Arab growth must come from private sector

26 de julho de 2016

São Paulo – The private sector is a key driver of economic growth across the Middle East and North Africa, but major hurdles must be addressed before it can develop to the fullest. So says a World Bank survey released this Monday (25) that covered 6,000-plus businesses in eight different countries.

The study was conducted by the European Bank for Reconstruction and Development (EBRD) in partnership with the European Investment Bank (EIB) and the World Bank Group (WBG). It asked “What’s holding back the private sector in MENA?” and its respondents are from Egypt, Djibouti, Jordan, Lebanon, Morocco, Tunisia, Yemen, the West Bank and Gaza.

The businesses surveyed said they were held back by political instability, corruption, unreliable electricity supply and inadequate access to finance. They also said that barriers to trade and scarcity of appropriately trained workers stifle innovation and growth.

“Strategies to support firms in enhancing their productivity, as well as the process of resource reallocation towards more productive firms, should be a high priority for public authorities in the region,” the report reads. It highlights four specific areas where policy responses are required: to improve the business environment, to improve access to finance, to achieve better education, employment and skills, and to promote trade, competition and innovation.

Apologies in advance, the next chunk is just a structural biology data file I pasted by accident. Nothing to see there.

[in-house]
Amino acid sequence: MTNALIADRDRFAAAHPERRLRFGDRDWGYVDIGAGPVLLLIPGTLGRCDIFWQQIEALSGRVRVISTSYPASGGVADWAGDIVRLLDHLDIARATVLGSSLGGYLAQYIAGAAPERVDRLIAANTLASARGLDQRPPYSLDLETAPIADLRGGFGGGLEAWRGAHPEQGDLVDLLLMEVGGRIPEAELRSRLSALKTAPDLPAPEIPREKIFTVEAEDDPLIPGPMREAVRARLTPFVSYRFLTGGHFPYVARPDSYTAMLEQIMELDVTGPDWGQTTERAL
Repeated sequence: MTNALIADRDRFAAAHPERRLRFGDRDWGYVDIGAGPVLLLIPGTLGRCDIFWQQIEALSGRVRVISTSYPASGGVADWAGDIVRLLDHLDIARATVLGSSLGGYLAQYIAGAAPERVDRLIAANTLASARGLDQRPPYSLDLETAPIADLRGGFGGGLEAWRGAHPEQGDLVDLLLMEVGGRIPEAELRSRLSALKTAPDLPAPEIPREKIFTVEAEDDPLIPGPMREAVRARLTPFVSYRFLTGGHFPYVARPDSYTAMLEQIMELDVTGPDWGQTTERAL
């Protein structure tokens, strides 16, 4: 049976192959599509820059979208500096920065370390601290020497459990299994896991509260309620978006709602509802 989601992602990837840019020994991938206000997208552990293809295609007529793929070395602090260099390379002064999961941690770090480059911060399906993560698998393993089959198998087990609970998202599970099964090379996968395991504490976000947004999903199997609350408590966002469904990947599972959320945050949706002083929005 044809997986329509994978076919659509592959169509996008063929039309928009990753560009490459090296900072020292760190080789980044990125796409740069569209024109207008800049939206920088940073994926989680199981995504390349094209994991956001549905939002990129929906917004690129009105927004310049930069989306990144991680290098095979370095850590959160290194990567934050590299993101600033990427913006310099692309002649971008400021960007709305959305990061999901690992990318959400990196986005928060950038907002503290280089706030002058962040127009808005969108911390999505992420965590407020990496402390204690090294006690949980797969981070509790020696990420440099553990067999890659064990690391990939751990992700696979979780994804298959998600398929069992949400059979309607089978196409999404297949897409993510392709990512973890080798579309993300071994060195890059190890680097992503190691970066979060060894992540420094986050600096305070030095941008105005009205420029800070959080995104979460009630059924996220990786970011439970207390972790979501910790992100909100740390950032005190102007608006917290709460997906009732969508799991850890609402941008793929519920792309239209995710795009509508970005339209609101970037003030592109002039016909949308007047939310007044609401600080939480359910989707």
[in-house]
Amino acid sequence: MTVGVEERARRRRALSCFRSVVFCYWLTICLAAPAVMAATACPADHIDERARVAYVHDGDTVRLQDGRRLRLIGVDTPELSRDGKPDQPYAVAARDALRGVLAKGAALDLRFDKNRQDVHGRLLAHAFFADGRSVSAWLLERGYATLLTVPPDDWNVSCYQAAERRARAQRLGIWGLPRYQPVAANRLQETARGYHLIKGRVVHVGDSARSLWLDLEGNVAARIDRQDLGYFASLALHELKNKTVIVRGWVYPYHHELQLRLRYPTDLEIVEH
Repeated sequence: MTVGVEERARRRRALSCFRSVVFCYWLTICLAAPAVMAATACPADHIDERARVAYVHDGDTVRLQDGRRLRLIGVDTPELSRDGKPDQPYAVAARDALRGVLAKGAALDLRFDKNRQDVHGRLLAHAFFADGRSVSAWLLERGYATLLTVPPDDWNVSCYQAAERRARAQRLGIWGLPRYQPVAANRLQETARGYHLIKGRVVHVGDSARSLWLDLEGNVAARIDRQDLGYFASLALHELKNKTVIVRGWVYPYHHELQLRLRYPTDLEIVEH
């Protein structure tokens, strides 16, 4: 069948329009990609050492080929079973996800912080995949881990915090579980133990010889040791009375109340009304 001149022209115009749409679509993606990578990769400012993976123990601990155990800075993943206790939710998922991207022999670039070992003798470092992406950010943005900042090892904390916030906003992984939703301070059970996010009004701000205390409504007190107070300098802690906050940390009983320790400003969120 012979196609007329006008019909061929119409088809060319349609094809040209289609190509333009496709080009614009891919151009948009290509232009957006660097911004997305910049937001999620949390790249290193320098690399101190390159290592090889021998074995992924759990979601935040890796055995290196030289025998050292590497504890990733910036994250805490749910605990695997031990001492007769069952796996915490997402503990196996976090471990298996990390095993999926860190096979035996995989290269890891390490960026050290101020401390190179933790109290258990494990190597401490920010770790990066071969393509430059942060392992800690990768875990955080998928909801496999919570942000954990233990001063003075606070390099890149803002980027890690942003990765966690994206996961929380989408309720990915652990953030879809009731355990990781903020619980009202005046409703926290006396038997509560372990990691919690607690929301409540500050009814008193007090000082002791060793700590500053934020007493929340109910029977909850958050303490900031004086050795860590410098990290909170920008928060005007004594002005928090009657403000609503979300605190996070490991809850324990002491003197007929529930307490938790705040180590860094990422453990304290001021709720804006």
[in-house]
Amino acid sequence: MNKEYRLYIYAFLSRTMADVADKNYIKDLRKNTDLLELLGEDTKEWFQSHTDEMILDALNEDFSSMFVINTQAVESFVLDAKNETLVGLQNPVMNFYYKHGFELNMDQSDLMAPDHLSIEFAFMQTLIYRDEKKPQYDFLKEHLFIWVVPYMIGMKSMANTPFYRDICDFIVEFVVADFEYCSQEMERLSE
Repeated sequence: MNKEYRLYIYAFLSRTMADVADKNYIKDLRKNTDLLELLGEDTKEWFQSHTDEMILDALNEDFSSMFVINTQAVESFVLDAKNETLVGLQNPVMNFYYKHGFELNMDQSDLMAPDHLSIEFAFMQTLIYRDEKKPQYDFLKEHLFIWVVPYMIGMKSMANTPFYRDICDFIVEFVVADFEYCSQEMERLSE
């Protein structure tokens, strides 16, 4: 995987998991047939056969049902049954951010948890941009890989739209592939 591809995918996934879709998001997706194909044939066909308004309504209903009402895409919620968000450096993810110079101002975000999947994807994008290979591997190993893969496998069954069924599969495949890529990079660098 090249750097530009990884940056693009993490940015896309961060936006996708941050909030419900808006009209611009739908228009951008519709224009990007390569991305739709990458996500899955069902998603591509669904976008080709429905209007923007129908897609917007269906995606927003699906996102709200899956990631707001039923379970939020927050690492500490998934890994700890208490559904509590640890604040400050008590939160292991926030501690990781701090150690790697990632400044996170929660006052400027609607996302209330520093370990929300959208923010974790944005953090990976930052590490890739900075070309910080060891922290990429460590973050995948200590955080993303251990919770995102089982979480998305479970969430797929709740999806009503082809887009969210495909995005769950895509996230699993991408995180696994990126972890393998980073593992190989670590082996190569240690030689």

The report adds that policies should remove distortions preventing entry into the labor market for women and provide more focused and targeted education for the young, as well as provide incentives to increase training intensity in firms.

“Fostering employment and entrepreneurial opportunities, particularly for young men and women, is vital to raise living standards and promote social and political stability. A reorientation of the region’s education system towards learning skills that are rooted in vocational training and relevant for today's world of leapfrogging technology is essential for boosting entrepreneurship and jobs,” said World Bank chief economist and senior vice president Kaushik Basu.

In trade, competition, and innovation, the report notes that increased productivity by firms requires greater openness to international trade, which in turn would be supported by more effective customs and trade regulations — for both imports and exports. To the World Bank, greater competition could also be promoted by reducing restrictions on firm entry and exit, and on foreign investment.

*Translated by Gabriel Pomerancblum